Pakistan, China, corporate farming

Pakistan looks for Chinese help in corporate farming

Pakistan is seeking support of China for corporate farming through the inclusion of agriculture in the China-Pakistan Economic Corridor (CPEC) programme in the hope of triggering a green revolution.

In a recent meeting of the cabinet, its members expressed satisfaction over the inclusion of agriculture as well as science and technology in the CPEC programme. It was emphasised that Pakistan’s economic development was intertwined with that of China and a green revolution would come in cooperation with Beijing.

It was pointed out that in the agriculture sector, support was being sought for corporate farming as well as joint farming. It was suggested that joint research should be undertaken in the field of agriculture as Pakistan had the research infrastructure, which had the potential to become a centre of excellence.

The minister for national food security and research told the cabinet that his team was working on raising wheat productivity for which timely announcement of support price and availability of quality seed was crucial.

He requested the prime minister to direct provinces to keep an appropriate quantity of good quality wheat, which would be used as seed.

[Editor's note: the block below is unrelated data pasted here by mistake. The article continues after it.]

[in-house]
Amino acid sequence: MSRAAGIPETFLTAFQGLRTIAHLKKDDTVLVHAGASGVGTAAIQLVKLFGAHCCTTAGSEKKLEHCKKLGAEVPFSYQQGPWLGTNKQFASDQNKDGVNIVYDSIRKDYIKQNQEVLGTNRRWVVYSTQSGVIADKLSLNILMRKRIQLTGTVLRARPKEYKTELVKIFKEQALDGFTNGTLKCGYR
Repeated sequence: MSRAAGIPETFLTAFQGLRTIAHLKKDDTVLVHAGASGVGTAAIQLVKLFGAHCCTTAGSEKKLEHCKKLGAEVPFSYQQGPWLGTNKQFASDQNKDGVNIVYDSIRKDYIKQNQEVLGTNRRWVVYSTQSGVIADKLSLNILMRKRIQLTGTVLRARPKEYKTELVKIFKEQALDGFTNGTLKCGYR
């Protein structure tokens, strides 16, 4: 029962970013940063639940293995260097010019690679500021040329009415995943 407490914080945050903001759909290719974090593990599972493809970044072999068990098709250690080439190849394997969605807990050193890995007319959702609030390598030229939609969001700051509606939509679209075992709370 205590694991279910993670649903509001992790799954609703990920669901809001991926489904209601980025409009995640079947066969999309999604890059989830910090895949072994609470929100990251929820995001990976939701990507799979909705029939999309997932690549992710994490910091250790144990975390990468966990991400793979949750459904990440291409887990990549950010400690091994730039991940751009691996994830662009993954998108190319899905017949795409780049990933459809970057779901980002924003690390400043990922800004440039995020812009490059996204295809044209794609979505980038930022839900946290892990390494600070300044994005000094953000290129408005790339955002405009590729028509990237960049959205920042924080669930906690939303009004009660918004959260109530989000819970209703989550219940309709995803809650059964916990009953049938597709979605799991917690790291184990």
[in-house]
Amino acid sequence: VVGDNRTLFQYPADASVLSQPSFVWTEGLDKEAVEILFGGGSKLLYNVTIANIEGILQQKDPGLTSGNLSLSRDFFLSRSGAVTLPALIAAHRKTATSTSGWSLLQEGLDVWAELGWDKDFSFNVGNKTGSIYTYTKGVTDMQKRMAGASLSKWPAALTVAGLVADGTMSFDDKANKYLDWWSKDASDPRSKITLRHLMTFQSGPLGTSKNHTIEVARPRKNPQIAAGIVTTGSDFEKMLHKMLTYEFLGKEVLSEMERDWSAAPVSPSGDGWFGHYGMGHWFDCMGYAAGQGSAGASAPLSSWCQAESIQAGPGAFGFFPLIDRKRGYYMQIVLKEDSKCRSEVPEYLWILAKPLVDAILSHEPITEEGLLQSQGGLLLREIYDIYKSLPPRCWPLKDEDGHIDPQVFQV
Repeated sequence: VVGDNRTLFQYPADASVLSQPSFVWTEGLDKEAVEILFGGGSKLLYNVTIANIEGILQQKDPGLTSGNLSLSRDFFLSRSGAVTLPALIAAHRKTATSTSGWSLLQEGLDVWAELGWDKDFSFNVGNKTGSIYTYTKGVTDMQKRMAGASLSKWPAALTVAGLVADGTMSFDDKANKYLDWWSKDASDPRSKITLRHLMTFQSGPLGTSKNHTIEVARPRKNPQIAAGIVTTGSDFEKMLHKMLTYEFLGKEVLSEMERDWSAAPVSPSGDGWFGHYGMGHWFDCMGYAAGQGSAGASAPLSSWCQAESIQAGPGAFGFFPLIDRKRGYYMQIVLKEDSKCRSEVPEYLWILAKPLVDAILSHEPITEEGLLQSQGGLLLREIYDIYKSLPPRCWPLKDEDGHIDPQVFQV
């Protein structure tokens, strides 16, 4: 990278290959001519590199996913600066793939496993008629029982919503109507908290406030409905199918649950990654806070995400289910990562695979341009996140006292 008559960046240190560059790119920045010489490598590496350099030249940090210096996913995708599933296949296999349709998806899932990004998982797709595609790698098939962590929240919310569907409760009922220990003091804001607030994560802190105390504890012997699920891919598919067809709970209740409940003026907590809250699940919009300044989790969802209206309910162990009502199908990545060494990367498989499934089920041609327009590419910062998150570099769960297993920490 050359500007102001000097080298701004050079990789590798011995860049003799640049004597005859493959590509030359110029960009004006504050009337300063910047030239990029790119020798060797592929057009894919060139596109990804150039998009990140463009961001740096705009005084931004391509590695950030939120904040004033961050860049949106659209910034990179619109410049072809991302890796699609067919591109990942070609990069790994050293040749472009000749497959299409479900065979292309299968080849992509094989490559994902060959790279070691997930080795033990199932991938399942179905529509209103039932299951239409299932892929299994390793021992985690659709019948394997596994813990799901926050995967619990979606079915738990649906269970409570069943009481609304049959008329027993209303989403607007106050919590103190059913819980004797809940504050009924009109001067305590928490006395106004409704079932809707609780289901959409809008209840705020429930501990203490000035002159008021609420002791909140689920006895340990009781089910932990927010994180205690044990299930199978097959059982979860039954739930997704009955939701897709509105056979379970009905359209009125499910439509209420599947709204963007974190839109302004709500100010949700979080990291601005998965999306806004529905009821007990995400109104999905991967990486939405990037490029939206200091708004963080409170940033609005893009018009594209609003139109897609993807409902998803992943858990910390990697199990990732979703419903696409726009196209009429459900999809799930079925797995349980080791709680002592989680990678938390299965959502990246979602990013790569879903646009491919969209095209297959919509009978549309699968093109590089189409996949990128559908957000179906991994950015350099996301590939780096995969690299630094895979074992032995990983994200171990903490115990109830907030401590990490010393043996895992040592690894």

The prime minister directed the food security minister to prepare short, medium and long-term plans for achieving food security and enhancing crop productivity.

The National Food Security and Research Division informed cabinet members that in September, around 0.5 million tons of imported wheat would be available in the country. It was stated that steps taken by the government had resulted in a reduction in wheat prices. It was pointed out that the transportation cycle should be astutely managed as with the sudden influx of imported wheat, the cost of carriage could increase.

It was also suggested that after the 18th Constitution Amendment, the prime responsibility of the Ministry of National Food Security was to ensure food security for which buffer stocks of essential commodities over and above the annual national demand should be maintained for supply-side intervention to keep prices in check.




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